Neither of its two settings - mild ennui or knee-jerk outrage - seem appropriate for such a grand yet inconsequential game of football, which ended in a 2-2 draw that was more luke warm than Red Hot Dutch.
As promised, it did not watch the game live, being as it was a completely pointless 90 minutes - a view that seemed to be shared by Rio Ferdinand.
Instead it saw some hastily edited highlights on YouTube (other user-generated video streaming sites are available. Just not as good).
From that grainy footage accompanied by an intriguing mix Dutch and Arabic commentary, it looks like both sides had their turn at switching off for a half each.
It's always nice to bump into an old friend, so it was good to see a cameo from the hapless Ferdinand of old. His lethargic backpass allowed Dirk Kuyt to pounce eagerly in his trademark labrador-on-heat style to score the opener.
Gareth Barry - not long after citing his England career as the reason for moving to Man City - also had a rare aberration after being played into a corner that led to Holland's second goal.
Robert Green must be wondering if all this England business is really worth the effort after all. After rupturing his groin on the eve of the 2006 World Cup, the West Ham keeper was made to look like a prize muppet by his team-mates on what was a huge night for him, but perhaps an even bigger night for David James.
But equally, Bert van Marwijk's side had their own bit of downtime after the break, with Jermain Defoe given plenty of space to scamper away and take his first goal well. James Milner than came off the bench and beat his full-back to the punch to set up Defoe's second.
It's always refreshing to see a player make their England debut and really bust a gut, although perhaps Martin O'Neill won't have been so happy with the Premier League kicking off at the weekend.
Milner's appearance is perhaps the key take-home from a diverting but utterly pointless exercise.
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The newspapers love to see themselves as reflecting the mood of the nation. Fittingly, just like the fans, there is something about England matches that bring out the best and the worst in them.
The headlines following internationals are always worth a scan, with equal parts glee and cringing awkwardness.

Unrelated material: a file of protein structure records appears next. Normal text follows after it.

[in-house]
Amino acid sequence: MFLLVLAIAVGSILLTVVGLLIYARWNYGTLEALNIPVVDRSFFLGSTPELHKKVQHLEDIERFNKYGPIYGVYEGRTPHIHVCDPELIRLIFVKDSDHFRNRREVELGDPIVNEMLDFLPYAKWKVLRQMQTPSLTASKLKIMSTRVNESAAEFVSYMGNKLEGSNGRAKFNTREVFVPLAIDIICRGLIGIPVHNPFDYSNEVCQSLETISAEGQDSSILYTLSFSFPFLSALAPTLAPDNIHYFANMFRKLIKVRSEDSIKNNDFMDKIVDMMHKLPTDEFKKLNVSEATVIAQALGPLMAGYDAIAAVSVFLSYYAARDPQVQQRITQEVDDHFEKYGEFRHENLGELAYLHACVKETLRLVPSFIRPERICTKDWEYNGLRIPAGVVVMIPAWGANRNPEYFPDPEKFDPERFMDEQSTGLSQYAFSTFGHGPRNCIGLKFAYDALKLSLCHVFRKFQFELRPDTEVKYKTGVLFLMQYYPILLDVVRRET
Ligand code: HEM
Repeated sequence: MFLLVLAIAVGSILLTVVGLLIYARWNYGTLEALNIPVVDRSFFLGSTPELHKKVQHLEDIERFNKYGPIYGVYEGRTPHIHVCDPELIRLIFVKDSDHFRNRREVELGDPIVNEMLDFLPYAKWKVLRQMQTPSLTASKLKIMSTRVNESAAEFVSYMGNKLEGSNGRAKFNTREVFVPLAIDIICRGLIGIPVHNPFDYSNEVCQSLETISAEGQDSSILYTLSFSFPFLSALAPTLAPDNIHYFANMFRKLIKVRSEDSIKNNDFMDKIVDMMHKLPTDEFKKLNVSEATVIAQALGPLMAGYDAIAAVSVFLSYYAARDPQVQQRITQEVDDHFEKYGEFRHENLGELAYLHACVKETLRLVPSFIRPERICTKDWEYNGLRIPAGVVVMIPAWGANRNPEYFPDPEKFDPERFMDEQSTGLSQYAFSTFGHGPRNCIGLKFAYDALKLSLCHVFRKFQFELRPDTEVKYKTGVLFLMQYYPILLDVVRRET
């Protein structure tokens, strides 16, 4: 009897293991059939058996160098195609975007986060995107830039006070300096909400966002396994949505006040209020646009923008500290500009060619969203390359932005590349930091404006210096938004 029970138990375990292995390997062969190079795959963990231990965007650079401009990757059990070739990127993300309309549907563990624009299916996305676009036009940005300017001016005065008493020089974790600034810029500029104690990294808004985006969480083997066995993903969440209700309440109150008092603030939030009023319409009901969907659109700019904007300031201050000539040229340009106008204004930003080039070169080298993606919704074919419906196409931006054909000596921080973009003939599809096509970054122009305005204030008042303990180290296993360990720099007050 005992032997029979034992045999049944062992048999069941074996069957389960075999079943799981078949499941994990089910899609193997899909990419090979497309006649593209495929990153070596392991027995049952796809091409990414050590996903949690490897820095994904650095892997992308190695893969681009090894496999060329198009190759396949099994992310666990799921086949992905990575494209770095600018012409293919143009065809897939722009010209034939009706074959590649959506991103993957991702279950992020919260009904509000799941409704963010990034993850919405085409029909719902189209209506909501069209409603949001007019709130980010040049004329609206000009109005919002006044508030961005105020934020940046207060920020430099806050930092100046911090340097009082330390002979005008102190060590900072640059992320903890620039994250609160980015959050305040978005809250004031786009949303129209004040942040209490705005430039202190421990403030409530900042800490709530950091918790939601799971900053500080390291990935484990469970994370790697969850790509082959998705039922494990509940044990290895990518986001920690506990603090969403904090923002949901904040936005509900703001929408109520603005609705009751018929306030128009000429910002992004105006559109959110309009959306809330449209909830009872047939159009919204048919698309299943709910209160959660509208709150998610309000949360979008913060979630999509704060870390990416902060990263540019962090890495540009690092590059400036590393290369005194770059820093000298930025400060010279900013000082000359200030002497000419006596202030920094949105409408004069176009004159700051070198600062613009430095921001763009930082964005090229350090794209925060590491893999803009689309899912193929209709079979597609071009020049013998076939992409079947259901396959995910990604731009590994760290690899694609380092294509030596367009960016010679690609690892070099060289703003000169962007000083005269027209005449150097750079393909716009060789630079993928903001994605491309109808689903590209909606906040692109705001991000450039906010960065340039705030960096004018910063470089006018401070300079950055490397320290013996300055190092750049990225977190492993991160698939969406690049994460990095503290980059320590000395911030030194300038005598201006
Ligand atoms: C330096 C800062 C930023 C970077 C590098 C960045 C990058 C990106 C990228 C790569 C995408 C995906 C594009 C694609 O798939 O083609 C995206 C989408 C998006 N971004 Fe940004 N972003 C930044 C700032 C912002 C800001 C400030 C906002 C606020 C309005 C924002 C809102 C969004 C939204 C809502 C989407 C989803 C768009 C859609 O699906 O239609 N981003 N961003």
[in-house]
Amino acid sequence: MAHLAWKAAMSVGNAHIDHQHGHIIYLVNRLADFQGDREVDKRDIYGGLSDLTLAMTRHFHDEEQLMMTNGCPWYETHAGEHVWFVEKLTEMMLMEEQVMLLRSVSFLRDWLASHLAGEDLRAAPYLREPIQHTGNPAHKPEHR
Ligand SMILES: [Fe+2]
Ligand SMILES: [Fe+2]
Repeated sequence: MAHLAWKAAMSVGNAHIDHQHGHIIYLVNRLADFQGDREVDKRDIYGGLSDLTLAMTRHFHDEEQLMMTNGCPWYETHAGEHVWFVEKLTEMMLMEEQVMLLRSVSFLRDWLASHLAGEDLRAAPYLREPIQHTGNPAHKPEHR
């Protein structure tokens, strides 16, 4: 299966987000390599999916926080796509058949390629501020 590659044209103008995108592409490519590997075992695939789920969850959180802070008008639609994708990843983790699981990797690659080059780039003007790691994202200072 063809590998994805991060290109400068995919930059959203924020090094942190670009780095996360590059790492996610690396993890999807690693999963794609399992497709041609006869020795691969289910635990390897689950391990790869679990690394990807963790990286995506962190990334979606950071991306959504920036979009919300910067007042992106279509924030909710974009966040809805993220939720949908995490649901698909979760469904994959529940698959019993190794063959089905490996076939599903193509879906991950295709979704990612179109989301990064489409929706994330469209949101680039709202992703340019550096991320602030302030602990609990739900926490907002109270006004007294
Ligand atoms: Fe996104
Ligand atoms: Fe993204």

"Holland hit by Jerm warfare" cries the Daily Express. The Daily Mail and The Sun both go for "Jermain Man", while the latter also blasts Our Boys as "Dam fools" for their first-half meltdown.
The Daily Star surprises no one with the awful "Jermain gets flops out of a Holl", but the Mirror redeems all with the rather good "OranjeBOOM".
That headline may well have been in the locker ready for a win over the Dutch, but better to air it now than risk never using it.
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But the worst was reserved for Scotland, who did their level best last night to scupper their World Cup qualification hopes.
Sitting second in Group 9 behind the already-qualified Dutch, a result in Norway would have put them in pole position for a play-off spot, but George Burley's side imploded in Oslo and ended up on the wrong end of a 4-0 humiliation.
For all their Sassenach-hating ways, ED would actually like to see Scotland reach a tournament for the first time in over a decade.
But, with that defeat dropping them behind Macedonia on goal difference and just one point ahead of the Norwegians, Scots are in danger of snatching defeat from the jaws of victory as only they know how.
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QUOTE OF THE DAY: "These were just two stupid mistakes. Two silly mistakes. Sometimes you are angry because some mistakes that they did were incredible. I don't accept mistakes where the position is wrong or if I try doing something in training and then, afterwards, I don't see it being put into practice on the pitch." - Fabio Capello sees events in Amsterdam with a refreshing honesty.
FOREIGN VIEW: If this goes on much longer ED will have to rename this section 'Latin lunacy watch', such is the regularity of crazy stories coming from South America.
A Copa Sudamericana match between Blooming of Bolivia and Uruguay's River Plate was abandoned after 66 minutes when a knife-wielding fan attacked a visiting player.
Peruvian referee Hugo Carrillo suspended Tuesday night's match in Santa Cruz after the Blooming fan attacked River Plate forward Henry Gimenez from behind, sparking protests from home supporters, who threw objects and flares onto the pitch.
"The player is not badly hurt, but he is shaken. He was hit by a stone," River Plate team chief Donato Rivas said.
Local media said the culprit, who was arrested, had a knife on him.
- Rio Ferdinand
- Jermain Defoe